you can go to a local
    digital opportunity center
  • 30:44 - 30:46
    to rent a tablet that's guaranteed
  • 30:46 - 30:48
    to be manufactured
    in the past three years,
  • 30:48 - 30:49
    and things like that,
  • 30:49 - 30:52
    to enable, also,
    the different digital access
  • 30:52 - 30:56
    by the digital opportunity centers,
    universities and schools,
  • 30:56 - 30:58
    and public libraries, very important.
  • 30:58 - 31:02
    And if people who prefer to talk
    in their town hall,
  • 31:02 - 31:06
    I personally go to that town hall
    with a 360 recorder,
  • 31:06 - 31:09
    and livestream that to Taipei
    and to other municipalities,
  • 31:09 - 31:12
    where the central government's
    public servants can join
  • 31:12 - 31:14
    in a connected room style,
  • 31:14 - 31:17
    but listening to the local people
    who set the agenda.
  • 31:17 - 31:19
    So people still do face-to-face meetings,
  • 31:19 - 31:22
    we're not doing this
    to replace face-to-face meetings.
  • 31:22 - 31:24
    We're bringing more stakeholders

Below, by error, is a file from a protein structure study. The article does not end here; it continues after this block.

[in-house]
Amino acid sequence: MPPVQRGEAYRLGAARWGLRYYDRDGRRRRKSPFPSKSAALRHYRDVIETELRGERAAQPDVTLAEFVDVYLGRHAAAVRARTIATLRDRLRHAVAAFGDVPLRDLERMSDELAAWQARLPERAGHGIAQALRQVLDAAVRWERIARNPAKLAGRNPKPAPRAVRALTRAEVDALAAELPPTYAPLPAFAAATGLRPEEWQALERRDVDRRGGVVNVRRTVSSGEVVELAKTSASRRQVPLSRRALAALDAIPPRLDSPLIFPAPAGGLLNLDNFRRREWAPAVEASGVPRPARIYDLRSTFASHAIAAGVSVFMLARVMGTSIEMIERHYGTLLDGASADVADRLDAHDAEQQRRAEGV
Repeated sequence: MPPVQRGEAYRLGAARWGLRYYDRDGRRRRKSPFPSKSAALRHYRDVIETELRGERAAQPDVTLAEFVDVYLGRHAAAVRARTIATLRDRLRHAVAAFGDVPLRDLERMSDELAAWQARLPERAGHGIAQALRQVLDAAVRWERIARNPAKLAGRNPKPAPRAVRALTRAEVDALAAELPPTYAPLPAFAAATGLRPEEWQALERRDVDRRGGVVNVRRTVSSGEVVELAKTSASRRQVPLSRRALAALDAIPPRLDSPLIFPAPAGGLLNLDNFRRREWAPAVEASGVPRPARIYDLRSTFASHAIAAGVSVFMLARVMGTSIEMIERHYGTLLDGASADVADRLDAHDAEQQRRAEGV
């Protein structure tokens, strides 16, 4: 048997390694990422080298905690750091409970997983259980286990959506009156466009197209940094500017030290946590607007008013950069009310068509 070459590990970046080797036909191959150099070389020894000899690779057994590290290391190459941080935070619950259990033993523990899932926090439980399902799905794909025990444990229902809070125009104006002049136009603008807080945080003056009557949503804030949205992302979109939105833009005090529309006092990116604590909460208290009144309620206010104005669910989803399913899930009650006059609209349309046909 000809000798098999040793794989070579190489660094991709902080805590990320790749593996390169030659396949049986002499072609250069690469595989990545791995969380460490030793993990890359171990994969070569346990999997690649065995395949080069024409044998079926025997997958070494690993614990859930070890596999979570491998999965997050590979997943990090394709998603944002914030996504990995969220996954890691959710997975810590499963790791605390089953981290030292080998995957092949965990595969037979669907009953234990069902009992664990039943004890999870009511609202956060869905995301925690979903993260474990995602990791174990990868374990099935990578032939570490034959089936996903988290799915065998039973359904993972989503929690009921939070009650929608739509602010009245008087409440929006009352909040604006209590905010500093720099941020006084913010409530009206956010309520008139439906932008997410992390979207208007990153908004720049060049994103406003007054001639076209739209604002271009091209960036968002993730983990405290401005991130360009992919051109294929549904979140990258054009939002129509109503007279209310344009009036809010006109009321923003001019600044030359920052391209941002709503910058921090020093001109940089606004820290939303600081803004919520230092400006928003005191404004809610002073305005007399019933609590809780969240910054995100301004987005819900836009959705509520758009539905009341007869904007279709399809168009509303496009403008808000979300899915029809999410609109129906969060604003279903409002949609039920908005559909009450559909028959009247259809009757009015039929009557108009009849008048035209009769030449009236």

• 31:24 - 31:26
    from central government
    in the local town halls,
  • 31:26 - 31:28
    and we're amplifying their voices
  • 31:28 - 31:31
    by making sure the transcripts,
    the mind maps, and things like that
  • 31:31 - 31:34
    are spread through
    the internet in real time,
  • 31:34 - 31:37
    but we don't ever ask the elderly to, say,
  • 31:37 - 31:40
    "Oh, you have to learn typing,
    otherwise you don't do democracy."
  • 31:40 - 31:41
    It's not our style.
  • 31:41 - 31:42
    But that requires broadband.
  • 31:42 - 31:46
    Because if you don't have broadband,
    but only a very limited bandwidth,
  • 31:46 - 31:48
    you are forced to use
    text-based communication.
  • 31:49 - 31:50
    DB: That's right.
  • 31:50 - 31:51
    Well, with access, of course,
  • 31:51 - 31:56
    comes access for folks
    who maybe will misuse the platform.
  • 31:56 - 31:58
    You talked a little bit
    about disinformation
  • 31:58 - 32:00
    and using humor to beat rumor.
  • 32:00 - 32:05
    But sometimes, disinformation
    is more weaponized.
  • 32:05 - 32:09
    How do you combat those kinds
    of attacks, really?
  • 32:10 - 32:13
    AT: Right, so you mean
    malinformation, then.
  • 32:13 - 32:19
    So essentially, information designed
    to cause intentional public harm.
  • 32:19 - 32:22
    And that's no laughing matter.
  • 32:22 - 32:27
    So for that, we have an idea called
    "notice and public notice."
  • 32:27 - 32:29
    So this is a Reuters photo,
  • 32:29 - 32:31
    and I will read the original caption.
  • 32:31 - 32:33
    The original caption says
  • 32:33 - 32:36
    "A teenage extradition bill